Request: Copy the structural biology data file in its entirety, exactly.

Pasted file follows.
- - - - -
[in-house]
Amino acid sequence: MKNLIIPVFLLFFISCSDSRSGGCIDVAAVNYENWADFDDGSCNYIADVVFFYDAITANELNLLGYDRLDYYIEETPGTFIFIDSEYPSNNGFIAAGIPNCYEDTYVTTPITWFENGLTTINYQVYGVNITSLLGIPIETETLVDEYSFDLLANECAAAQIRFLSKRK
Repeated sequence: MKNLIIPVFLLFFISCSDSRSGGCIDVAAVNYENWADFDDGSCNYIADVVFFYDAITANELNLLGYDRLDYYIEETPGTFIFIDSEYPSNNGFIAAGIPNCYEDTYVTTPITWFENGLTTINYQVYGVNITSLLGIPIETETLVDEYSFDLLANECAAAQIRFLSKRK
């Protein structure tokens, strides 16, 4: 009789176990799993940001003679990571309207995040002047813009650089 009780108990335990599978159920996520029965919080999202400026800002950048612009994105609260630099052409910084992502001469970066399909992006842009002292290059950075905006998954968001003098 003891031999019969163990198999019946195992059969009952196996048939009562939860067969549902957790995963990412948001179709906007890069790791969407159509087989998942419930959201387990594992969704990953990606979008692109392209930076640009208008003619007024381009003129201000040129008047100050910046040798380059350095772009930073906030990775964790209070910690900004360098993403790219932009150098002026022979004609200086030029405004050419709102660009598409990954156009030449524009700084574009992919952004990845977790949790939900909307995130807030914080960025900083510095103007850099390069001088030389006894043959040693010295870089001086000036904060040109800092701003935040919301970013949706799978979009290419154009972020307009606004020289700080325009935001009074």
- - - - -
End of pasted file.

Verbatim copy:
[in-house]
Amino acid sequence: MKNLIIPVFLLFFISCSDSRSGGCIDVAAVNYENWADFDDGSCNYIADVVFFYDAITANELNLLGYDRLDYYIEETPGTFIFIDSEYPSNNGFIAAGIPNCYEDTYVTTPITWFENGLTTINYQVYGVNITSLLGIPIETETLVDEYSFDLLANECAAAQIRFLSKRK
Repeated sequence: MKNLIIPVFLLFFISCSDSRSGGCIDVAAVNYENWADFDDGSCNYIADVVFFYDAITANELNLLGYDRLDYYIEETPGTFIFIDSEYPSNNGFIAAGIPNCYEDTYVTTPITWFENGLTTINYQVYGVNITSLLGIPIETETLVDEYSFDLLANECAAAQIRFLSKRK
């Protein structure tokens, strides 16, 4: 009789176990799993940001003679990571309207995040002047813009650089 009780108990335990599978159920996520029965919080999202400026800002950048612009994105609260630099052409910084992502001469970066399909992006842009002292290059950075905006998954968001003098 003891031999019969163990198999019946195992059969009952196996048939009562939860067969549902957790995963990412948001179709906007890069790791969407159509087989998942419930959201387990594992969704990953990606979008692109392209930076640009208008003619007024381009003129201000040129008047100050910046040798380059350095772009930073906030990775964790209070910690900004360098993403790219932009150098002026022979004609200086030029405004050419709102660009598409990954156009030449524009700084574009992919952004990845977790949790939900909307995130807030914080960025900083510095103007850099390069001088030389006894043959040693010295870089001086000036904060040109800092701003935040919301970013949706799978979009290419154009972020307009606004020289700080325009935001009074």